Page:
Back the the future yet again?

So fundamentalism is rearing its head on either side of the water, on the twin neuralgic themes of justice and policing at Stormont and UK membership of the EU at the Conservative conference in Manchester. Malachi (in a welcome return to the Bel Tel) projects the speculation all the way to a snap Assembly election . I leave detailed assessment to others closer to the action, but I can’t help feeling all we’re getting is some pretty rough sparring bouts, not a real contest. And I do ask this: we know what the DUP and SF would be against but what would they be campaigning for? On the Tories and a referendum on Europe, I can’t recall when a party with a 12 point lead in the polls last insulted the electorate so grossly with such a threadbare argumentEven the cheer-leading Eurosceptic Daily Telegraph has pulled Cameron’s Czech rug from under him.

.. the Czech president that made it clear he thought it was too late for Britain to halt the Lisbon Treaty – something the Tory leadership had been clinging to. Vaclav Klaus said: “I am afraid that the British people should have been doing something really much earlier and not just now–too late–saying something and waiting for my decision. There will never be another referendum [on the treaty] in Europe.”

Boris is stoking the flames. And William Rees Mogg, venerable ultra-establishment ex-Times editor has outed himself with suggestions of a pull-put altogether, arguing tosh about the incompatibility between British “liberal democracy” and continental “bureaucracy.” In reply, the Tory high command is feeding the line that Cameron may settle for a repatriation of key powers like social welfare ( already excepted under Labour’s “ red lines” but maybe not permanently) and justice and home affairs ( ditto). Hardly enough blue-veined meat there to satisfy the fundamentalists. And anyway what makes Cameron think he could do that without breaking the Treaty and reaching the point of a referendum on withdrawal? Is this a route a potential PM should want to follow in the throes of a full-blown recession? BTW Worth noting that the main Conservative bloggers Conservative Home and Iain Dale are leaving it to the MSM to make the weather on this. Is this the moment when the committed don’t want to rock the boat too hard and prefer to leave it to traditional newsgatherers to put the boot in without fear or favour?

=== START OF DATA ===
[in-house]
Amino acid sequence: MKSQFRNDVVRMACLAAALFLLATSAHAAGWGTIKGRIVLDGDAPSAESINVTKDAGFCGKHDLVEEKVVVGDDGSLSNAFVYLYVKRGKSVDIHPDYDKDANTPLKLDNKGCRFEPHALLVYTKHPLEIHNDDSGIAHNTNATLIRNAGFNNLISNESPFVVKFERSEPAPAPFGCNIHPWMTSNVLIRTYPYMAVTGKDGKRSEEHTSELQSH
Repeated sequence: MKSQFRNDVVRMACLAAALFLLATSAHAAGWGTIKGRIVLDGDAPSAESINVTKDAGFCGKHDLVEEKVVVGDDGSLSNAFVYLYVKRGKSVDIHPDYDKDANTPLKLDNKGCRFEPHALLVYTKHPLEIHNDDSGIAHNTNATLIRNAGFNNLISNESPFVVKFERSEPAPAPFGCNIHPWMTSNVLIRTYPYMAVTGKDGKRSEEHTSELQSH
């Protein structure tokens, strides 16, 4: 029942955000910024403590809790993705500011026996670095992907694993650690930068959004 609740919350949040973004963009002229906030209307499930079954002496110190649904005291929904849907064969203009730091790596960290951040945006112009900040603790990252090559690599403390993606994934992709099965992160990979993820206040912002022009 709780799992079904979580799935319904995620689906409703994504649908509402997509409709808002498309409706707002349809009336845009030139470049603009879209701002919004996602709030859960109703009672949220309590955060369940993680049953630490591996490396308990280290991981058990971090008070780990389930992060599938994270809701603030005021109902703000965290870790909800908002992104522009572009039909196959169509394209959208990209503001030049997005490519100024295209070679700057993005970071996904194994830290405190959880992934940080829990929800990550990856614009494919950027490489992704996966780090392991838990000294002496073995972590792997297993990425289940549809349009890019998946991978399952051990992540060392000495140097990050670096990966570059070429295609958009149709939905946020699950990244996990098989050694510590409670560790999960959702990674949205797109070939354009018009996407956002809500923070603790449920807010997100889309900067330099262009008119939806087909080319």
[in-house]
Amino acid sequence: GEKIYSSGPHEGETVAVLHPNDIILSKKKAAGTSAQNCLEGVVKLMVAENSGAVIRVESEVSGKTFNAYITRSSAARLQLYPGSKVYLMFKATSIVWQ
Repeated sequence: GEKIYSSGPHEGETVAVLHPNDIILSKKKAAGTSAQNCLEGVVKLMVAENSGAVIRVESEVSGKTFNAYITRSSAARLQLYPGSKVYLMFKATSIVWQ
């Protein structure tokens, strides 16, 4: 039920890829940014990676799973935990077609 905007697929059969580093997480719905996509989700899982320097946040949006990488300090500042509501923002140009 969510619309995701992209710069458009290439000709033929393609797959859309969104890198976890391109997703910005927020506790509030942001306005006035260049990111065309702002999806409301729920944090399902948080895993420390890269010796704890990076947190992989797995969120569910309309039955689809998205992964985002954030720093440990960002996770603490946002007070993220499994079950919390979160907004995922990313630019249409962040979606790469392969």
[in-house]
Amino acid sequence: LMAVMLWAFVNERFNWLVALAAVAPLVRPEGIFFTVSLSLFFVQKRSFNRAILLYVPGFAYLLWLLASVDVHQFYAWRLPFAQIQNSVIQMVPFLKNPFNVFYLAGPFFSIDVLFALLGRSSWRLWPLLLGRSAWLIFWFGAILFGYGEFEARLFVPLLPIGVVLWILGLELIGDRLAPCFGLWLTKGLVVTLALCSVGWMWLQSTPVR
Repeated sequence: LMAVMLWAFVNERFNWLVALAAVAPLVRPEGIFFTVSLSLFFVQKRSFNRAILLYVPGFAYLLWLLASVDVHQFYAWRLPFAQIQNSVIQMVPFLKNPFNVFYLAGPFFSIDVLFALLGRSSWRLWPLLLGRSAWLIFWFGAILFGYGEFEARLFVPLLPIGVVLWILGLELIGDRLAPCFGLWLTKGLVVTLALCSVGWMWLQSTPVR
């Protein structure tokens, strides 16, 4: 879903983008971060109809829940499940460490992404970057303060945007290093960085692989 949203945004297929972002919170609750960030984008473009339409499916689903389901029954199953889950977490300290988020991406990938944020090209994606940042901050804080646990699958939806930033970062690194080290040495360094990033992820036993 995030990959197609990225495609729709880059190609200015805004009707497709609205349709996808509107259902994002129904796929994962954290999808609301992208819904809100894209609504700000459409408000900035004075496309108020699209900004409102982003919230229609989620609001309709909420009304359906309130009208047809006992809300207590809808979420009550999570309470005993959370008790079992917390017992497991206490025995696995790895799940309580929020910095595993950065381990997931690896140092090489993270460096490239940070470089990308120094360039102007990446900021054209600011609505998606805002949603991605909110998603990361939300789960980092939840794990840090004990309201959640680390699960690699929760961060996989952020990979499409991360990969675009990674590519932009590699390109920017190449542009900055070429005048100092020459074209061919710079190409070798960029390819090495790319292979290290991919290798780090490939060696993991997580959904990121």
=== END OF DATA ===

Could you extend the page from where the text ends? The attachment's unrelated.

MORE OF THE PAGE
• Pulling out altogether is just a daft idea.

  • John O’Connell

    Wait a minute, Malachi. They haven’t hardly even thrown a jab at each other yet. They’ll have to engineer much more bad feeling, even open hostility before thinking in terms of an election.

    Certainly, the electorate will punish Sinn Fein if they embark on an opportunist election that may see an end to Stormont with the only real improvement in their position a first minister’s job that will look pretty pathetic against a backdrop of a return to (Bosnia) the Troubles.

  • Of course, a nightmare scenario for SF, I presume, would be having to fight two almost simultaneous elections, north and south and with the General Election in Britain due in May.
    Maybe they’ll wait to see if Cowen has more mileage in him.

  • Dave

    I think Cameron is looking at membership of EFTA as the outcome.

  • igor

    There’s one glaring flaw in Malachis argument.

    If SF do collapse the Assembly why would there be a snap election? I assume that Unionist parties would refuse to play ball on the basis that the Shinners just couldnt be trusted and the SDLP and Irish Government would also be urging a period of negotiation to avoid recreating the stalemate. It takes two to tango